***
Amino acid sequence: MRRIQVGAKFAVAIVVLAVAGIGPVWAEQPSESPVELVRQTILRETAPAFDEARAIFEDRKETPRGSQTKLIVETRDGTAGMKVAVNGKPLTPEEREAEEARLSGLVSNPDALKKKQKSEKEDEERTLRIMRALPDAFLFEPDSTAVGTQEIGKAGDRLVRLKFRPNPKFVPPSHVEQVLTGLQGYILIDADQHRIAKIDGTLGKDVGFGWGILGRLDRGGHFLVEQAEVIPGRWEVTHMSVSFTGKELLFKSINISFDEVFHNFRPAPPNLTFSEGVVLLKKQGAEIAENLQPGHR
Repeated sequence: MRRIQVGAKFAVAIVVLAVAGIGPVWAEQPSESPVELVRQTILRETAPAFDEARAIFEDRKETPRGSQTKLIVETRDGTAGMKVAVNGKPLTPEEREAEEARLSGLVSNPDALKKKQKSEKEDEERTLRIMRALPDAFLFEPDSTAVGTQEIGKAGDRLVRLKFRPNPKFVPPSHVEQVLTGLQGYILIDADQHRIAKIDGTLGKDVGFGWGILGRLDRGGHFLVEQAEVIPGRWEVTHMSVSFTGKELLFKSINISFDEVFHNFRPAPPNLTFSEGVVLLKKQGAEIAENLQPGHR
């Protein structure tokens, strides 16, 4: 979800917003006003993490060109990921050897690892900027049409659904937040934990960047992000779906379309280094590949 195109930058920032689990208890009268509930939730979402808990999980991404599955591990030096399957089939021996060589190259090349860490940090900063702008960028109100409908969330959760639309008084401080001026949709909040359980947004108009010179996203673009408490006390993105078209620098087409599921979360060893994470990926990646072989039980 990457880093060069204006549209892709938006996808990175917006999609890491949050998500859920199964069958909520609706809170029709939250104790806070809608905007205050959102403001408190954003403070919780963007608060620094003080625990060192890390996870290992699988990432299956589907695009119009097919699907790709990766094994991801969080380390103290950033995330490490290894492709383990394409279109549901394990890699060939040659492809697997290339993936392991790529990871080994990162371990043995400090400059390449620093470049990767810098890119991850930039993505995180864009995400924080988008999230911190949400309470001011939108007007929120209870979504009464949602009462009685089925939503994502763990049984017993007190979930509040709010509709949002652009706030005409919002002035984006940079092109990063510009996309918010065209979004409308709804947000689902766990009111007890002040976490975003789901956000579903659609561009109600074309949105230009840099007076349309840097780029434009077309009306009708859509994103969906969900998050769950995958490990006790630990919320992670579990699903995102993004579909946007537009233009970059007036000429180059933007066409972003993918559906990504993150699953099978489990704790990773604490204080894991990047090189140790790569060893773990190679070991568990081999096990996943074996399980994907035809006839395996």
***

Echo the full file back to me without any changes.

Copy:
Amino acid sequence: MRRIQVGAKFAVAIVVLAVAGIGPVWAEQPSESPVELVRQTILRETAPAFDEARAIFEDRKETPRGSQTKLIVETRDGTAGMKVAVNGKPLTPEEREAEEARLSGLVSNPDALKKKQKSEKEDEERTLRIMRALPDAFLFEPDSTAVGTQEIGKAGDRLVRLKFRPNPKFVPPSHVEQVLTGLQGYILIDADQHRIAKIDGTLGKDVGFGWGILGRLDRGGHFLVEQAEVIPGRWEVTHMSVSFTGKELLFKSINISFDEVFHNFRPAPPNLTFSEGVVLLKKQGAEIAENLQPGHR
Repeated sequence: MRRIQVGAKFAVAIVVLAVAGIGPVWAEQPSESPVELVRQTILRETAPAFDEARAIFEDRKETPRGSQTKLIVETRDGTAGMKVAVNGKPLTPEEREAEEARLSGLVSNPDALKKKQKSEKEDEERTLRIMRALPDAFLFEPDSTAVGTQEIGKAGDRLVRLKFRPNPKFVPPSHVEQVLTGLQGYILIDADQHRIAKIDGTLGKDVGFGWGILGRLDRGGHFLVEQAEVIPGRWEVTHMSVSFTGKELLFKSINISFDEVFHNFRPAPPNLTFSEGVVLLKKQGAEIAENLQPGHR
């Protein structure tokens, strides 16, 4: 979800917003006003993490060109990921050897690892900027049409659904937040934990960047992000779906379309280094590949 195109930058920032689990208890009268509930939730979402808990999980991404599955591990030096399957089939021996060589190259090349860490940090900063702008960028109100409908969330959760639309008084401080001026949709909040359980947004108009010179996203673009408490006390993105078209620098087409599921979360060893994470990926990646072989039980 990457880093060069204006549209892709938006996808990175917006999609890491949050998500859920199964069958909520609706809170029709939250104790806070809608905007205050959102403001408190954003403070919780963007608060620094003080625990060192890390996870290992699988990432299956589907695009119009097919699907790709990766094994991801969080380390103290950033995330490490290894492709383990394409279109549901394990890699060939040659492809697997290339993936392991790529990871080994990162371990043995400090400059390449620093470049990767810098890119991850930039993505995180864009995400924080988008999230911190949400309470001011939108007007929120209870979504009464949602009462009685089925939503994502763990049984017993007190979930509040709010509709949002652009706030005409919002002035984006940079092109990063510009996309918010065209979004409308709804947000689902766990009111007890002040976490975003789901956000579903659609561009109600074309949105230009840099007076349309840097780029434009077309009306009708859509994103969906969900998050769950995958490990006790630990919320992670579990699903995102993004579909946007537009233009970059007036000429180059933007066409972003993918559906990504993150699953099978489990704790990773604490204080894991990047090189140790790569060893773990190679070991568990081999096990996943074996399980994907035809006839395996």